Nagoya is an industrial city and provides a large portion of Japan's economy. It is home to Toyota, Mitsubishi Aircraft, Marukawa Confectionery Company, ceramics company Noritake, Fuji Heavy Industries, Matsuzakaya Department stores (oldest in Japan - founded in 1611), Brother Industries, aerospace companies, and many more large corporations.
It is also home to Nagoya Castle completed in 1612. I have visited 15 different castles throughout Japan. Each had something unique and this one was the very large garden area. The ownership changed hands many times by feudal lords with the Owari clan holding on for the longest period.
The castle was partially destroyed during WWII and in 1959 restoration was completed. In it's early history there were many fires and as a result you will see statues throughout the castle and grounds of the Kinshachi (a mythical dolphin that summons water to prevent fires).This is just one of the stories about the Kinshachi, others claim the dolphin was a sign of power.
On the grounds we encountered a historic performance by several daimyo lords with large drums in the background. Although I am not very good with the language, the performance was self-explanatory and I enjoyed it along with the other spectators.
You want to take the Castle tour because the history is very interesting and much has taken place since 1612. Almost all of the displays have English language plaques.
Do not forget to catch a glimpse of the Torreya Nut Tree near the north gate. It is over 600 years old and is designated as a government national monument.
For a free English tour on Sunday, Monday, Wednesday, or Saturday at 1300, call 0561-75-6977
You can use the subway, city bus, or the Me-guru sightseeing bus from Nagoya station.
A 15-minute walk from the Castle is our second stop the Nagoya TV Tower. In most every city in Japan you will find a tower with an observation deck. This is a great way to get a look at the skyline and see where the points of interest are located.
The observation deck is 90 meters (295 feet) up has a great view of the city and surrounding area. From the deck you can see a building just below the tower that looks like a flying saucer and it was our next stop.
Oasis 21 is a multi-level park complex. Since we visited in the winter there was an ice skating rink at the bottom level surrounded by a host of stores and restaurants. We walked on the roof and it was an eerie feeling as it was covered with rippling water. Oasis 21 was a nice change of pace.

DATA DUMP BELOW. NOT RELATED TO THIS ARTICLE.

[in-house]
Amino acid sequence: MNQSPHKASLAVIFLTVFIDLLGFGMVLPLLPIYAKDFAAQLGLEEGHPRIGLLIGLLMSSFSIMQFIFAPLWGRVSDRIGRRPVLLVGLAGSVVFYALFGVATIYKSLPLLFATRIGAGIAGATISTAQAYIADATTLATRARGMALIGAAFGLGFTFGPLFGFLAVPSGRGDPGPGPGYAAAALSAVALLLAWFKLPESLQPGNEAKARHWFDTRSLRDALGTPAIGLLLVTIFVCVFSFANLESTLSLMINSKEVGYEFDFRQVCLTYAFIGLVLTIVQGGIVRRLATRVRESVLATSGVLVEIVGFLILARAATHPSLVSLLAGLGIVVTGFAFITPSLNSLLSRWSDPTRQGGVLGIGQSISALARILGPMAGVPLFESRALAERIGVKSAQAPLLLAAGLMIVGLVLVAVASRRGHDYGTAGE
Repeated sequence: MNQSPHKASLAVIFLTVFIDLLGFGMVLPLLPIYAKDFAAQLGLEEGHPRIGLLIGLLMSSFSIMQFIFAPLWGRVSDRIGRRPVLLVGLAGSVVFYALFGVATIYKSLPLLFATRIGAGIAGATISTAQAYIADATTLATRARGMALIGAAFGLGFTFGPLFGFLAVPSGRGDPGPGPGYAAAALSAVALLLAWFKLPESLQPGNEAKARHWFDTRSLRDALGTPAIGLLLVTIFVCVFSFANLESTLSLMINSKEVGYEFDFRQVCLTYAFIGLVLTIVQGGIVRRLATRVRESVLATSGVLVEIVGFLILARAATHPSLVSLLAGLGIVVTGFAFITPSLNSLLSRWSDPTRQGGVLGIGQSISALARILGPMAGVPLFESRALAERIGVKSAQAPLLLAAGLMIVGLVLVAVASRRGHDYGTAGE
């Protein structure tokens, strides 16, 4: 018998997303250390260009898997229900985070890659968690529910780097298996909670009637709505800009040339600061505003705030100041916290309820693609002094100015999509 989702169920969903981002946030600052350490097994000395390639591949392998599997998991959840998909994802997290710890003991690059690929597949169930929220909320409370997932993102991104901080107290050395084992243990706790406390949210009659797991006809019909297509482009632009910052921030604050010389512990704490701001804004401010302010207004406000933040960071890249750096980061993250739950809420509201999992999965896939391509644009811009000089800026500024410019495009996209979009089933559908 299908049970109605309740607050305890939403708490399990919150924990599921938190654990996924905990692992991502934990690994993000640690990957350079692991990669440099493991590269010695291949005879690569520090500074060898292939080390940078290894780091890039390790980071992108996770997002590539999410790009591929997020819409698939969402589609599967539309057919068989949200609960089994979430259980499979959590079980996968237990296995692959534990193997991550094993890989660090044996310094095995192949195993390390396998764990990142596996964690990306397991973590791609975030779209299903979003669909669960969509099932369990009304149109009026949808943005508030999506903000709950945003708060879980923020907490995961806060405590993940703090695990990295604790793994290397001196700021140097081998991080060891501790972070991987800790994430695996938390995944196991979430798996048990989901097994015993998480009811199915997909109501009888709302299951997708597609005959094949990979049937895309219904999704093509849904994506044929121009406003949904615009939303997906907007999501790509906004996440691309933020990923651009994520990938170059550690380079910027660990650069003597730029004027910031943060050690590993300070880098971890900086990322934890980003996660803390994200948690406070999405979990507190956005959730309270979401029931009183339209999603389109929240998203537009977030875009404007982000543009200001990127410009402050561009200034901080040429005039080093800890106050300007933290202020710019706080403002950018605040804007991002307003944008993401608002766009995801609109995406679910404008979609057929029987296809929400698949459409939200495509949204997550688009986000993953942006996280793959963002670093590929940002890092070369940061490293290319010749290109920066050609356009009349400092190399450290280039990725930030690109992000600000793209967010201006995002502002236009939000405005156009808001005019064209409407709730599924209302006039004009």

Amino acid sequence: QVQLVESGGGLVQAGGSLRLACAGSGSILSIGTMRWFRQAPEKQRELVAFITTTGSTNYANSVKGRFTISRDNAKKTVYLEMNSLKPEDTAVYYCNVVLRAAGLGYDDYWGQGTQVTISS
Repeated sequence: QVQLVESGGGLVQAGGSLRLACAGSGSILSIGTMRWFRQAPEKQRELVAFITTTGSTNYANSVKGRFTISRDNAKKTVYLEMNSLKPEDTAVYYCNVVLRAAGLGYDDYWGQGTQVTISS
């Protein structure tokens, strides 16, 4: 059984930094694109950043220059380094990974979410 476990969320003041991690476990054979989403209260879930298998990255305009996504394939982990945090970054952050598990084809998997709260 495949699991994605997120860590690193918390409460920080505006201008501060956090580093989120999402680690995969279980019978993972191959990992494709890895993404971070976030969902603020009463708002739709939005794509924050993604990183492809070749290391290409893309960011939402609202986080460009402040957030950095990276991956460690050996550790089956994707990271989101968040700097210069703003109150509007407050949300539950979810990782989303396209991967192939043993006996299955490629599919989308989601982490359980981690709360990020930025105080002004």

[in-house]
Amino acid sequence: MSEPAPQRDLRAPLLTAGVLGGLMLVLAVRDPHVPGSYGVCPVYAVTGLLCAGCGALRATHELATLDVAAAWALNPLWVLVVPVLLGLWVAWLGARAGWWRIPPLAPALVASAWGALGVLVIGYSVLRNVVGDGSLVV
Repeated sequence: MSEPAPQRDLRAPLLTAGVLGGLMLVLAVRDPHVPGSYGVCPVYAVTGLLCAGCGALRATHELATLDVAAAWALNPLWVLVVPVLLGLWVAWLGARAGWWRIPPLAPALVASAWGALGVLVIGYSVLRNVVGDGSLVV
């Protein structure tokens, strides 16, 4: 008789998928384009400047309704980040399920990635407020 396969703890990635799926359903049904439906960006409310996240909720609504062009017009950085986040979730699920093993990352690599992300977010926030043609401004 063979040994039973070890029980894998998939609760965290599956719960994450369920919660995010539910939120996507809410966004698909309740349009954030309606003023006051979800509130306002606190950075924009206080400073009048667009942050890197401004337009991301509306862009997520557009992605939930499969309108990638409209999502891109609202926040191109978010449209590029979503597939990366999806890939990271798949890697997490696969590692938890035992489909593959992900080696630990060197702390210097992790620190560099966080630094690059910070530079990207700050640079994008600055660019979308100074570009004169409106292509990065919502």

After all the walking we had picked up quite an appetite and headed back towards the station. Nagoya is famous for tasty Tebasaki (chicken wings), Ebi Fry (very large Shrimp), Miso Katsu (Pork filets soaked in a special miso sauce), Hitsumabushi (Marinated and barbecued eel), Miso Nikomi (Boiled miso broth with Udon noodles) and top it all off with Uirou (Japanese sweets).
For Supper we experienced a Nagoya traditional meal at a restaurant in the Lucent building across the street from our hotel. The meal consisted of Miso soaked pork filets, Chicken wings, Chicken in spicy sauce, and various veggies.
Nagoya offers many great attractions and is only a 2 and 1 half hour Shinkansen train ride from Tokyo. If you want to do it right plan on staying several days.
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Born in the U.S.A. - Worked 30 years in executive management high tech Industry, owned a management consulting firm and a wildlife art publishing company. In 2012 completed the Ultimate Travel Writer's course and published my first article Tower Hopping in Japan with Travel Post Monthly. Since then I have published travel related articles and books in the U.S., Japan, and Costa Rica. As of 2018 I have traveled all 8 regions in Japan. My objective in writing articles is to expose prospective tourists to areas of Japan outside the Tokyo - Kyoto corridor. I enjoy writing about the outdoors, festivals, crafts, museums, local food, history, and the wonderful people I have met along the way. Residing in Yokohama for over five years, I have explored the entire city by foot and have written about my experiences. There is so much to see in Japan.